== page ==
Sunshine on swarms of gleaming machines. White highways, blue sky; white beaches, blue sea; white buildings; houses scatteed up across hazy hills of mauve and brown. Bare feet, blond hair, tanned bodies, faded jeans. Restless motion, teeming life in a fever-dream valley.
Lawn sprinklers casting rainbows; multicolored birds on power lines; lizards basking on the patio. Concrete, steel, and glass, among the bountiful vegetation: evergreens and succulents, jungle foliage nourished by perpetual sun.
Belden Drive is a narrow concrete road that snakes up into the hills. Mounded bushes, shrubs, and cacti surround Mediterranean-style houses at each bend in the street. The air is vibrant. Insects buzz and hum.
A. E. van Vogt's house is a Spanish villa with red-tiled roof and stucco walls. It stands in a niche on the hillside, not very far below the old HOLLYWOOD sign. The veranda overlooks a slope of lush greenery, down to the wide, flat valley of Los Angeles. To my eastern eyes it's a Pacific paradise transformed by wealth and technology into a new-world composite of Life and Future.
But I feel van Vogt is oblivious to his surroundings. He is not a Californian; he might as well be living in a log cabin, or a cave. The bright scenery of the West Coast seems irrelevant to his interests and his work, because its vivid images are trivial compared to the power of the resonant landscapes inside his mind.
Of course, many fantasists pursue their imaginations oblivious to reality around them. But this is especially true of van Vogt, first because he works more intimately with his subconscious than most writers, and second because much of his life has been spent looking inward, studying psychology and human behavior, primarily through Dianetics and hypnosis.
His science fiction is concerned with the power of rationality, and disciplines such as general semantics. But really, his talent has nothing to do with science or logic. It's an intuitive, wild talent, remarkable for its strangeness. When you open one of his novels, you open the subconscious. He writes dreams.
And by a weird method that he will explain in a moment, he dreams his writing. First, however, he describes how he originally became a writer, while still very young, in Canada (where he was born in 1912):
"A man called John W. Gallishaw wrote a book called The Only Two Ways to Write a Short Story. I borrowed it from the Winnipeg library, and I read it all the way through. It's an incredibly hard book to read; it's so long. It gave all kinds of examples. He had twenty stories in there, which he had numbered and analyzed line by line. He had an idea of writing a story in scenes of about 800 words, and each scene had five steps in it. If all those steps aren't there in their proper way, then there's something wrong with that scene. First, you let the reader know where this is taking place. Then you establish the purpose of the main character or the purpose of that scene. Then you have the interaction of his trying to accomplish that purpose. The fourth step is, make it clear: did he or did he not accomplish that purpose? Then the fifth step is that, in all the early scenes, no matter whether he achieves that purpose or not, things are going to get worse."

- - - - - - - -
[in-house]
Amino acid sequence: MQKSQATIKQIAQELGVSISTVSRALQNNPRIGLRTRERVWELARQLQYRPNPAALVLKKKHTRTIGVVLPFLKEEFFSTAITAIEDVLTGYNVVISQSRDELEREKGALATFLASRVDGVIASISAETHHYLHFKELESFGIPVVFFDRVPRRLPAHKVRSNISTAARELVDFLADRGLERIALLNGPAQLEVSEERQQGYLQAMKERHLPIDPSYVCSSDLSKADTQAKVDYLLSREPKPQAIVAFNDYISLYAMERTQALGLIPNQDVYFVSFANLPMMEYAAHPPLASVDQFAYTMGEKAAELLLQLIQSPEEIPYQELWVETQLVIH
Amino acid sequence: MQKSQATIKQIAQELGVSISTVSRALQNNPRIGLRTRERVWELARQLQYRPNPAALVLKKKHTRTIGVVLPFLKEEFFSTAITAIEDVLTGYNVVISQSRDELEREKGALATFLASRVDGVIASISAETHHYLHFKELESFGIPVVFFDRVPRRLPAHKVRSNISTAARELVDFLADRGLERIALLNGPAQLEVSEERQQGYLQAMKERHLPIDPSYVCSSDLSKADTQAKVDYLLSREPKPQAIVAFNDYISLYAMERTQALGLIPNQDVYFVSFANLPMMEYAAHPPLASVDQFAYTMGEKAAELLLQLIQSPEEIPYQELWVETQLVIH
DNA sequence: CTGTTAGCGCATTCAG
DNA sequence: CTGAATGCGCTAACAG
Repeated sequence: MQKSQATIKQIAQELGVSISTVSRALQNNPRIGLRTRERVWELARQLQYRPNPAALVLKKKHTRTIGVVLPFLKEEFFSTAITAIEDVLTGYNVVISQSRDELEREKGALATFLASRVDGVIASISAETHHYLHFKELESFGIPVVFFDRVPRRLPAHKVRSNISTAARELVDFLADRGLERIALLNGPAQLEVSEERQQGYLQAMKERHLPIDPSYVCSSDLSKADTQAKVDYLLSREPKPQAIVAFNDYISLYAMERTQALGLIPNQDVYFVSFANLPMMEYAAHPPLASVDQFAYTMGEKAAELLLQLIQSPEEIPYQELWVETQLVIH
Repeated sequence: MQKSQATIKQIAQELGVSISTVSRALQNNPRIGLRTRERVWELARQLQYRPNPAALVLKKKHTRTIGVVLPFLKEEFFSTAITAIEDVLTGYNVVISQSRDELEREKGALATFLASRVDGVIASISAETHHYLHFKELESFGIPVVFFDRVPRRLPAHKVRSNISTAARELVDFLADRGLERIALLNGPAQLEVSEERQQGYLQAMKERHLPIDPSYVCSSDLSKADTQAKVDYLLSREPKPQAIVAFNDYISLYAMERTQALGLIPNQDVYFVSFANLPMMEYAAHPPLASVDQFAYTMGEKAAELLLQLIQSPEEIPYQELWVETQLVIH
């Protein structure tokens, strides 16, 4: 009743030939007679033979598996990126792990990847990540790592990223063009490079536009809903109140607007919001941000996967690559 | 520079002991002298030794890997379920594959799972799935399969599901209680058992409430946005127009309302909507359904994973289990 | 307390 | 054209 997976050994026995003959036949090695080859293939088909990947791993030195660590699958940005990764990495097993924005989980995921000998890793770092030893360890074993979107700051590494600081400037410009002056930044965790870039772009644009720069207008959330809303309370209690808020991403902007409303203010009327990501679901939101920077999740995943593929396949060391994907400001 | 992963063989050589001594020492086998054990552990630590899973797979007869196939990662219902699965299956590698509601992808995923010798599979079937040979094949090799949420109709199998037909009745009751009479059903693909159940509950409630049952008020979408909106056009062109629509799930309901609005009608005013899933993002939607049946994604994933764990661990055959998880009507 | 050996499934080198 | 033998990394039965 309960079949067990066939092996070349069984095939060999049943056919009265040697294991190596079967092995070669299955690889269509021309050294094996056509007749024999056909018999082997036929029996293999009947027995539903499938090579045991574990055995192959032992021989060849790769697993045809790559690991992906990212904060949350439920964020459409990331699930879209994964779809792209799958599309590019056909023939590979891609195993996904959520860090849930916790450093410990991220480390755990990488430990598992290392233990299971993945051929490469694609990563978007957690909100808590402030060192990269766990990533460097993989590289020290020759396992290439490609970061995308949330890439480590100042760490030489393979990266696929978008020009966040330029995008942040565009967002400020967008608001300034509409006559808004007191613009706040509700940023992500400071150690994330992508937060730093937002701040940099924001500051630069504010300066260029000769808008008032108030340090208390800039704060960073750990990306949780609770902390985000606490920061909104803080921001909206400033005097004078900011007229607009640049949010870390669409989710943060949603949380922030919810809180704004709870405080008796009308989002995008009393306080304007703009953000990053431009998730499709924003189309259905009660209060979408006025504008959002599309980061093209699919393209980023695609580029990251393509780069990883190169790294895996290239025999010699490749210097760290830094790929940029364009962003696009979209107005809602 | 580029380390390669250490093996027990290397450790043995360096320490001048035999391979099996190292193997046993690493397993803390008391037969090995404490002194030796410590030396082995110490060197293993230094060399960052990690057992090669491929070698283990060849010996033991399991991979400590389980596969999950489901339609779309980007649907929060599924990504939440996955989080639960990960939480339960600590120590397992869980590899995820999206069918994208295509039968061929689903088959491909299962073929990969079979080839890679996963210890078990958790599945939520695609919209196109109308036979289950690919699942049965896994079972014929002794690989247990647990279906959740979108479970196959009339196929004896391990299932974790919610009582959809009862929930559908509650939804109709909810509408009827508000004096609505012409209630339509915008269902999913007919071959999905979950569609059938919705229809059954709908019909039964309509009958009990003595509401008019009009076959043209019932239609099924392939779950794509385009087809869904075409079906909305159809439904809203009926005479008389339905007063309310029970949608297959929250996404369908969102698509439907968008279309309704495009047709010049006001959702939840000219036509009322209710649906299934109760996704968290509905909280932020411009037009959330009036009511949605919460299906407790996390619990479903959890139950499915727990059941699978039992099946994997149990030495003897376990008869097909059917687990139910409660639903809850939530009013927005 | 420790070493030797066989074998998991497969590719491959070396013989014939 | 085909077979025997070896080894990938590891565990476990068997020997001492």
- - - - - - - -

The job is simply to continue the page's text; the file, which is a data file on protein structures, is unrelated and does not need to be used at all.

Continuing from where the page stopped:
Van Vogt adopted this system, and has always used it, making him one of the few successful professional authors to have built his career on a popular "how-to" guide. He also learned to write in what Gallishaw called "fictional sentences":
"Every type of story has its own type of fictional sentence. I started by writing ‘confession' stories [for women's magazines]. These stories have to have emotion in every sentence. You don't say, ‘I lived at 323 Grand Street.' You say something like ‘Tears came to my eyes as I thought of my little room at 323 Grand Street.' And the next sentence, and the next sentence. I did that with the very first story that I ever wrote for them, which I called 'I Lived in the Streets,' about a girl who was put out of her room during the Depression. I went to the library every day and wrote one scene. I had just come back from a stint of working for the civil service in Ottawa, on the 1931 census."
It took him nine days of visiting the library to complete this story, and he sold it for $110. He was soon writing and selling more stories to "Confession" magazines.
"I wrote one story for a contest, and won the $1,000 first prize. It was a 9,000-word story. I would say that that would automatically mean between 1,000 and 1,200 sentences. It's not impossible to write 1,000 or 1,200 emotional sentences. It's impossible for an unorganized person, but not for somebody who thinks by a system."
The $1,000 first prize was worth a great deal in the early 1930s—it was equivalent to almost a year's salary in his civil service job. However, he became tired of this genre. He started writing plays for Canadian radio, at ten dollars a time. And then, a couple of years later, almost arbitrarily, he decided to try writing science fiction. His first story sold to Astounding Science Fiction, the most prestigious magazine in the field.
Once again, he developed a system:
"In science fiction you have to have a little bit of a ‘hang-up' in each sentence. Let's suppose, for example: The hero looks up toward the door." Van Vogt gestures toward the sunlit screen door of his living room, leading out onto the veranda. "He hears a sound over there. And something comes in. It looks like a man wearing a cloak. You don't quite know what's going on. Then, you realize this is not a human being. This creature or this being, whoever it is, has a sort of manlike shape. And this creature reaches into what now looks like a fold of its skin. It draws out a gleaming metal object. It points it at you. Is this a weapon? It looks like a weapon, but you don't know that for sure. It's a hang-up, you see. The author furnishes the information, but each sentence in itself has a little hang-up in it."